Tourists travel to different locations because such sites hold something unique that is not so common in their homelands. Probably even something they will call “truly native”. But mark their expressions when they also come across something global; something they can easily relate with; something recognizable and held dear back home.
They will smile with relief, and their anecdotes about their experiences in such and such a foreign place will be fulsome, but also basically because they could go to a hotel or shop and conduct business normally with an American Express card, or Visa. Or perhaps the country and town they visited had a McDonald’s eatery. Better still, a Starbucks coffee shop.
Rwanda makes a handsome buck from tourism, so when big names associated with tourist interests take keener interest in Rwanda, we all stand to benefit.
Starbucks’ Chief Executive Officer Howard Schultz’s recent meeting with President Paul Kagame points to a rosier future for Rwanda’s coffee farmers, as the global coffee house wants a partnership with the farmers in terms of elevating the quality of coffee produced so that it fetches higher prices on the competitive international coffee market, by setting up a coffee farmers’ support centre.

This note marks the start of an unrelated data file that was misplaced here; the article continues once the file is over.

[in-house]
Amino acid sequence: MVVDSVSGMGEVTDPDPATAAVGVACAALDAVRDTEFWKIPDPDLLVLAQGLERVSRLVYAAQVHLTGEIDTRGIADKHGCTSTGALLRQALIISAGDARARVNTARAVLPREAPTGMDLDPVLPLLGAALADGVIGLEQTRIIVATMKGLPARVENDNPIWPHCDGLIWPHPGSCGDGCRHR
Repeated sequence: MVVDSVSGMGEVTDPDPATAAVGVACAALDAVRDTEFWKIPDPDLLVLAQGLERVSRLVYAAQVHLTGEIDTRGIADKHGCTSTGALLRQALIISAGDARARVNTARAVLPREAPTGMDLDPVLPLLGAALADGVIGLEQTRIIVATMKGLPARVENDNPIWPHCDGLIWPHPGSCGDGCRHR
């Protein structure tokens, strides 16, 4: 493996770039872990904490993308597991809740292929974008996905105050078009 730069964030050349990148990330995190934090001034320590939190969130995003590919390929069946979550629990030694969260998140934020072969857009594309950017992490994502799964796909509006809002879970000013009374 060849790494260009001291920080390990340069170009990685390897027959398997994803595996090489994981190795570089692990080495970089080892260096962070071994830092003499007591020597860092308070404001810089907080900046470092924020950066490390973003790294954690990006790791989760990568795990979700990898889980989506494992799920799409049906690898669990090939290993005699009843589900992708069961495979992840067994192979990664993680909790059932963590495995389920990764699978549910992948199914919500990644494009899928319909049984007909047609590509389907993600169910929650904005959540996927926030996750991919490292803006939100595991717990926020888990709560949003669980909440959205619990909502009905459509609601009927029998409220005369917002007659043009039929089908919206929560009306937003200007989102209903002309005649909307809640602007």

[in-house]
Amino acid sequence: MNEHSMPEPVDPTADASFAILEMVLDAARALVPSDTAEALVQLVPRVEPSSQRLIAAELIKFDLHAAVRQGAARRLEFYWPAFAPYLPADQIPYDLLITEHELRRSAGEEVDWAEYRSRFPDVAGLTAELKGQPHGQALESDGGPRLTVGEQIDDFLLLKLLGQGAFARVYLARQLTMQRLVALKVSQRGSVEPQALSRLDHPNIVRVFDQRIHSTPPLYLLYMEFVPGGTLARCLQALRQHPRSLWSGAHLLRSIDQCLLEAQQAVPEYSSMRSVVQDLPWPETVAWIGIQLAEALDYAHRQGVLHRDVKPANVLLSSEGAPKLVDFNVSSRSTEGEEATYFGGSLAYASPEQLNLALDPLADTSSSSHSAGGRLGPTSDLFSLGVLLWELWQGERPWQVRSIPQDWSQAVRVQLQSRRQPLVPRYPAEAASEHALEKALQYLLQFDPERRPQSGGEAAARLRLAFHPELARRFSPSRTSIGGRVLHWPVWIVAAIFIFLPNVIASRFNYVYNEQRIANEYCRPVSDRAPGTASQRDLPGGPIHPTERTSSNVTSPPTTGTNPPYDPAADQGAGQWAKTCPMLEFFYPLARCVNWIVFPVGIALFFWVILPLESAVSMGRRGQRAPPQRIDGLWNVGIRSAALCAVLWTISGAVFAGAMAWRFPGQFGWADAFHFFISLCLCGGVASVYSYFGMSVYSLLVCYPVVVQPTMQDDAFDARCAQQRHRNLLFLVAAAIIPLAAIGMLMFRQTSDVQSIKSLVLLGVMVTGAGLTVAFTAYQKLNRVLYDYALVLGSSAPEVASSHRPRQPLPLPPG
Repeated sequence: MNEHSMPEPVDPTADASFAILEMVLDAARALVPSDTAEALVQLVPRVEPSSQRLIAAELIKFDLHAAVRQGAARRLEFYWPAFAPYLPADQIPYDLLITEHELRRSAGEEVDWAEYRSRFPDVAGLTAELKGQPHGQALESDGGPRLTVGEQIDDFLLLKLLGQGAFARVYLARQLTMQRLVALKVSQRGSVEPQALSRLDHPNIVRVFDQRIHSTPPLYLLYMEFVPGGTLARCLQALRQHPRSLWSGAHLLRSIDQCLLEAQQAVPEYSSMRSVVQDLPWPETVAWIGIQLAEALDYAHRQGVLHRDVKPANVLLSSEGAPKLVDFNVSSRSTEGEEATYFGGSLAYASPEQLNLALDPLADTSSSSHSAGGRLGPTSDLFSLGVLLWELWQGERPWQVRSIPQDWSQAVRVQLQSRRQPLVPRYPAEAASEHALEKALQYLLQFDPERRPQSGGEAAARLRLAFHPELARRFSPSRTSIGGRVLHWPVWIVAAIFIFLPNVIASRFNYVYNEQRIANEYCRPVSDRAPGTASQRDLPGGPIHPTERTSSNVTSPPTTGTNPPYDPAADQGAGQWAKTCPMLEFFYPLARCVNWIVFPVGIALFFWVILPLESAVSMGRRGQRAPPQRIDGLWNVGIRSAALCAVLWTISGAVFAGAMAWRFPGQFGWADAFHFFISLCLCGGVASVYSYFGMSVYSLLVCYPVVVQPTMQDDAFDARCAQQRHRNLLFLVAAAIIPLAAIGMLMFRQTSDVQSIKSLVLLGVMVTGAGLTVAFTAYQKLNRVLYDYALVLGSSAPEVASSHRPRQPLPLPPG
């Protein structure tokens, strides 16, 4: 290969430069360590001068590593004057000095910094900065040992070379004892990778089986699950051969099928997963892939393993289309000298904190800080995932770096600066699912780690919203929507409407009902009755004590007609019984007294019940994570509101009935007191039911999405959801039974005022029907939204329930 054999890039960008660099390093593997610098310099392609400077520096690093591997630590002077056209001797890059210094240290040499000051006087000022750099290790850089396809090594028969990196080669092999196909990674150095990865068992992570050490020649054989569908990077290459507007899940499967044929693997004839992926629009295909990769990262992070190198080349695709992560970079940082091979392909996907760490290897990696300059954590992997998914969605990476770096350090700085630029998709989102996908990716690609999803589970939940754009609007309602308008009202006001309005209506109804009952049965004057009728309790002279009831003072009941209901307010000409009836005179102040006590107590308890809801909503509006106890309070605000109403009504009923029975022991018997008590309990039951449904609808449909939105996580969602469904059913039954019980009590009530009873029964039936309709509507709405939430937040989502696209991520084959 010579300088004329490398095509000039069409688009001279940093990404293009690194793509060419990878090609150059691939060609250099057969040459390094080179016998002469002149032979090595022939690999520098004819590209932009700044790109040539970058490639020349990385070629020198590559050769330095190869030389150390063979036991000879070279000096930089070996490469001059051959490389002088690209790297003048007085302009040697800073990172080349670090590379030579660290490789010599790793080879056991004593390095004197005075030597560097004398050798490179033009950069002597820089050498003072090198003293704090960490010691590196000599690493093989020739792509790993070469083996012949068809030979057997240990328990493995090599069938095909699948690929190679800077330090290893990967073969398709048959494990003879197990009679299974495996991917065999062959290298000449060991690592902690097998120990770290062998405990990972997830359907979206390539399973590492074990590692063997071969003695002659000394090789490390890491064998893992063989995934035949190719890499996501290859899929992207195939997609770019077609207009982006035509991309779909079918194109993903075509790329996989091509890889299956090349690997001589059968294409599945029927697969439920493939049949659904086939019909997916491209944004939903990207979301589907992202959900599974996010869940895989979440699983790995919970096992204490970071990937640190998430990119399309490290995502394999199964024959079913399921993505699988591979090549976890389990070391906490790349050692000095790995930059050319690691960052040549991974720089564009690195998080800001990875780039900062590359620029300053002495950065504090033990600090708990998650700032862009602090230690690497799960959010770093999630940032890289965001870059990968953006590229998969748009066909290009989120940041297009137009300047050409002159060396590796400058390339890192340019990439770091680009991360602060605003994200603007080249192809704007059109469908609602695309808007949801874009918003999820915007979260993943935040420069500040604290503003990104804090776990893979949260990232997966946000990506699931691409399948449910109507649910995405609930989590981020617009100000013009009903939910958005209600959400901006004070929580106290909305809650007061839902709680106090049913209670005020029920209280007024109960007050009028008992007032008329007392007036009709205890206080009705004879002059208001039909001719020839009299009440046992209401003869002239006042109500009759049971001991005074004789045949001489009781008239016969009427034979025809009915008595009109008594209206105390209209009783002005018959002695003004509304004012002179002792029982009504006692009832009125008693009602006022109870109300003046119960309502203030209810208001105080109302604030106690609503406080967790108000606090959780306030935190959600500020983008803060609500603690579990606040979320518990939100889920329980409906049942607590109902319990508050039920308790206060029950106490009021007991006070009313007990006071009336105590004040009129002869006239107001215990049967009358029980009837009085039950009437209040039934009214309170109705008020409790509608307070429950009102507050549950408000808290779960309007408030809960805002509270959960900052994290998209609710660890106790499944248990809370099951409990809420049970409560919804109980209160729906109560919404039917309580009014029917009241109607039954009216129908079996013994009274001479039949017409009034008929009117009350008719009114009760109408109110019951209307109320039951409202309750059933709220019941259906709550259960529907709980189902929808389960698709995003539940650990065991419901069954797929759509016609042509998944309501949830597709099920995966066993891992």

A city becomes truly cosmopolitan when it has many diverse services that are to be found elsewhere where foreign nationals enjoy them. One can only imagine the excitement when a mere coffee shop was opened up on the Union Trade Centre.
But now if the name Starbucks is linked with Rwanda, the benefits will be there, but in more ways than one; for these are benefits going not just to trickle to, but specifically designed for the rural farmer.
Applause is given to all people making Rwanda a true tourist heaven, and especially where the local resident is put in the picture to harvest of the inflowing golden dollar.